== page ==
The Crimean resort of Koktebel near Theodosia on the Black Sea is situated next to an extinct volcano named Kara-dag, meaning “black mountain“. Translated from Crimean Tatar language Koktebel means the Land of Blue Hills. According to some scientists Kara-dag was active about 150 million years ago. Volcanic eruptions have created bizarre rock shapes that hang over the sea and create a picturesque sea view. There are many legends about Kara-dag! From a giant monster like Loch Ness, who lives somewhere in the depths of the sea under the cliffs, to Aliens who settled inside the mountain. Nothing has ever been proved but the mystery and the legends make the place sound charming as well as interesting. There are unique plants and animals in the local nature and you can see these if you walk along a specially protected footpath. This, I will go into more detail some other time.
Some time ago, on the sandy beaches of Koktebel and Kara-dag you could find a lot of Gems like carnelians, chalcedonies and agates. These unique sandy beaches that used to attract lots of tourists, have now disappeared after the sand was removed to use with cement for building. As the landscape was violated and the sea which does not forgive such abuse a beach has never appeared since. Tons of gravel had to be brought in order to form a beach and save the resort. Today, this massive mountain is a Nature Reserve, created to conserve the extraordinary natural beauty that surrounds it but the unique beach in Koktebel with all it’s gems has been lost forever.
The village of Koktebel has long been loved by Russian artists and writers who used to come here for a holidays. The Russian poet Maximilian Voloshin lived here for a long time in the early part of the last century and today his house is a museum. His contemporaries described him as a person of extraordinary charisma. During The Civil War in 1918, he harbored two enemies in his house, trying to reconcile the warring parties and to save his country from further bloodshed. Besides the beautiful verses that he penned, he also painted gentle watercolors of the Crimean hills that he loved so much.
The combination of the blue sea with gray- yellow steppe hills creates a unique natural topography, which is impossible not to love. To enjoy the beauty of this wonderful landscape I went with some friends for a trek around the Koktebel bay. Our journey took us to some beautiful small coves along the Black sea coast from Koktebel to another resort called Ordzhonikidze.
After walking along the Koktebel embankment we climbed up the hill along a trail from where one can see a panoramic view of the village and the mountain range beyond. From up here you can clearly see Cape Chameleon, disappearing into the sea which constantly changes its color depending on the weather and its “mood”. From here you can climb higher up the mountain named Kuchuk-Enishar, where you will find the grave of Maximilian Voloshin, who wished to remain in the Crimean hills forever. By tradition, all visitors bring a shingle pebble and place it on the headstone in memory of the poet. From this hill you can admire the typical “wild” beauty of the Crimean landscape.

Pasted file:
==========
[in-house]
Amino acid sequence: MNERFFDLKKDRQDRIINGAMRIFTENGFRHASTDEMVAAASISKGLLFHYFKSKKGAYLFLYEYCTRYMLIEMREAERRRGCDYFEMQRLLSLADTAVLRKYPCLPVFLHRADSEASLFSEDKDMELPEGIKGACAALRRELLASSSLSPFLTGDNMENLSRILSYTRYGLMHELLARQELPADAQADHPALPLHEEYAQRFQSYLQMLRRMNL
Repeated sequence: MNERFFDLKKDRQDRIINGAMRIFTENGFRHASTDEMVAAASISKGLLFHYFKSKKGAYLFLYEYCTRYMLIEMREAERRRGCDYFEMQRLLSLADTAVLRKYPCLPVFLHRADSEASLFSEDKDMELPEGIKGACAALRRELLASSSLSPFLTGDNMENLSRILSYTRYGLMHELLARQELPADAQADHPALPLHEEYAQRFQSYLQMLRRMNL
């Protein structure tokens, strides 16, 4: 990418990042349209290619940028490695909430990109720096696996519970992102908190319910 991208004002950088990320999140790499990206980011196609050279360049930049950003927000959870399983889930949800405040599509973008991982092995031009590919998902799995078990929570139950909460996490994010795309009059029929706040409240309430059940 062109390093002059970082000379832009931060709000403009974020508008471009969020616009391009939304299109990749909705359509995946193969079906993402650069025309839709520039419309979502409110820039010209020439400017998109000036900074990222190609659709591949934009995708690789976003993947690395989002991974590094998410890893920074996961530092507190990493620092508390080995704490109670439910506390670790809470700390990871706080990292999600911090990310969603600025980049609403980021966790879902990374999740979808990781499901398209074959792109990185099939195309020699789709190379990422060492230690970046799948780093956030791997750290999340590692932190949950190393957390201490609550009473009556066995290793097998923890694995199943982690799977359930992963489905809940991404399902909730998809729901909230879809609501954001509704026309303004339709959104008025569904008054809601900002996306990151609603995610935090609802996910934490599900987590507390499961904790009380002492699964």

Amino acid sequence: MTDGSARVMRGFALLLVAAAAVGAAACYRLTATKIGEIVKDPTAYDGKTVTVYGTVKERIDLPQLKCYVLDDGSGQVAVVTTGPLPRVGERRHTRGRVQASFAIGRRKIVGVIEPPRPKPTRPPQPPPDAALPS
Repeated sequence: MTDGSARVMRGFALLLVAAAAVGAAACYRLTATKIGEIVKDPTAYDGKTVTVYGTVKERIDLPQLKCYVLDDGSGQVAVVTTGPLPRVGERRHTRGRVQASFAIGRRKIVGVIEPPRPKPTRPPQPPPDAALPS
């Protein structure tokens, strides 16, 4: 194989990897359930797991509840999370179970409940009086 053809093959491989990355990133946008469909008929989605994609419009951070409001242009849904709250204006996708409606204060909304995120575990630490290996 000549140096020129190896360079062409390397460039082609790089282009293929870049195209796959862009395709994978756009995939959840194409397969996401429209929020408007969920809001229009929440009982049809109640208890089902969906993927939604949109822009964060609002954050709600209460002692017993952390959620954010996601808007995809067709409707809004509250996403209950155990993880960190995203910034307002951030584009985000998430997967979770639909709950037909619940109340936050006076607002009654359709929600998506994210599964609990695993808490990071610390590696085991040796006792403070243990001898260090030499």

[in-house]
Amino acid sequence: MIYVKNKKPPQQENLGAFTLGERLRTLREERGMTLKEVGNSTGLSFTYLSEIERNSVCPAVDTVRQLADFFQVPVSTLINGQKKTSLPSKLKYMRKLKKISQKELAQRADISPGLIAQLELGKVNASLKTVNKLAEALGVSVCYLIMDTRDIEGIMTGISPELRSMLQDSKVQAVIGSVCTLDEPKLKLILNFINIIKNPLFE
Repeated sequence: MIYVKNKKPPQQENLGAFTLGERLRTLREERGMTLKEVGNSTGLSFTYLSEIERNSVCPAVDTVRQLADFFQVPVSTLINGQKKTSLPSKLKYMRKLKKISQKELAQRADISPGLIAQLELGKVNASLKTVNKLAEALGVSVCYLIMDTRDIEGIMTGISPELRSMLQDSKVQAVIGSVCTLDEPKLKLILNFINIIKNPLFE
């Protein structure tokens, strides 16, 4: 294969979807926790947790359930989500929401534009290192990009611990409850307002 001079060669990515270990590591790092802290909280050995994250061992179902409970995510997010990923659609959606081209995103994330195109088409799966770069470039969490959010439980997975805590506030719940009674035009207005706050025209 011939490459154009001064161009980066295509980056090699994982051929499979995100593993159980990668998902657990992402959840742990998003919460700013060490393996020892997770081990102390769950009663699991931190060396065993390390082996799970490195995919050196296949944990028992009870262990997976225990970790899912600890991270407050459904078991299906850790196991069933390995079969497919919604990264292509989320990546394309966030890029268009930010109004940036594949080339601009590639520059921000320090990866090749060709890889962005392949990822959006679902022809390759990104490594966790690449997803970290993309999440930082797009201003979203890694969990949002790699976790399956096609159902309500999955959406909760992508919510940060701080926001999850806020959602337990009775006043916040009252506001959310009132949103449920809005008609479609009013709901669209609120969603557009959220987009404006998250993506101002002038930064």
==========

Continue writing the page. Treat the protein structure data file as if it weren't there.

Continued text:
With Cape Chameleon looming on our right, the road lead us into a cozy bay, which for many years was used by many tourists who loved to spend holidays there as campers as well filmmakers who found the unusual landscape ideal for shooting westerns and other romantic movies. Several years ago, the Crimean Tatars decided to lay claim to this unique land and established a tent there, where they held a sit in protest. To save the bay from unauthorized developments, the Ukrainian authorities declared this bay called Tihaya bay also known as silent bay, a nature reserve.
It is important to mention here, that Silent bay is also the birthplace of the Crimean and Russian nudist colony. Traditions have been laid a hundred years ago when poets, artists and other representatives of the arts, came to holiday in Koktebel, trying to forget the stress of urban living and relax as naturists. Traditions are still alive today and in the bay between the two towns there is still a nudist beach, which has recently been moved closer to Ordzhonikidze.
Our journey along the rocky coast took about four hours to complete with small stops for lunch and some swimming. For those of you who would like to repeat this “walk” I would recommend a change of clothes and your most comfortable footwear. You have to enter the sea and paddle around two of the five capes you will have to circle around. The first cape we rounded through the water was quite easy and enjoyable as it also nice and sunny.
Skirting the next cape we were almost up to our waists in water and being repeatedly covered by large waves. Mind you it was a stormy afternoon and the only alternative would have been going over the mountain goat path which could have been dangerous.
Skirting the other capes, after our unwelcome sea dips, we finally reached Cape Kiik – Atlama, meaning, jump the wild goat, from up here we could also see where the town of Ordzhonikidze was located. The holiday history of this town is not so remarkable. During the Soviet era, the neighborhood of the town, in the literal sense of the word, was “stuffed” with military industry and for obvious reasons, the town was not so well known. But in the last few years it has become a very popular holiday destination for many tourists because of the smooth sandy beaches, crystal clear waters and wonderful weather.
Unfortunately, in 2013 the usual Indian summer in Crimea during September did not materialize and only lasted a matter of a few days. The weather was unpredictable this time but “There is no bad weather in nature.” Have fun if you ever visit this area and enjoy a course in landscape therapy whether it will be sunny or stormy.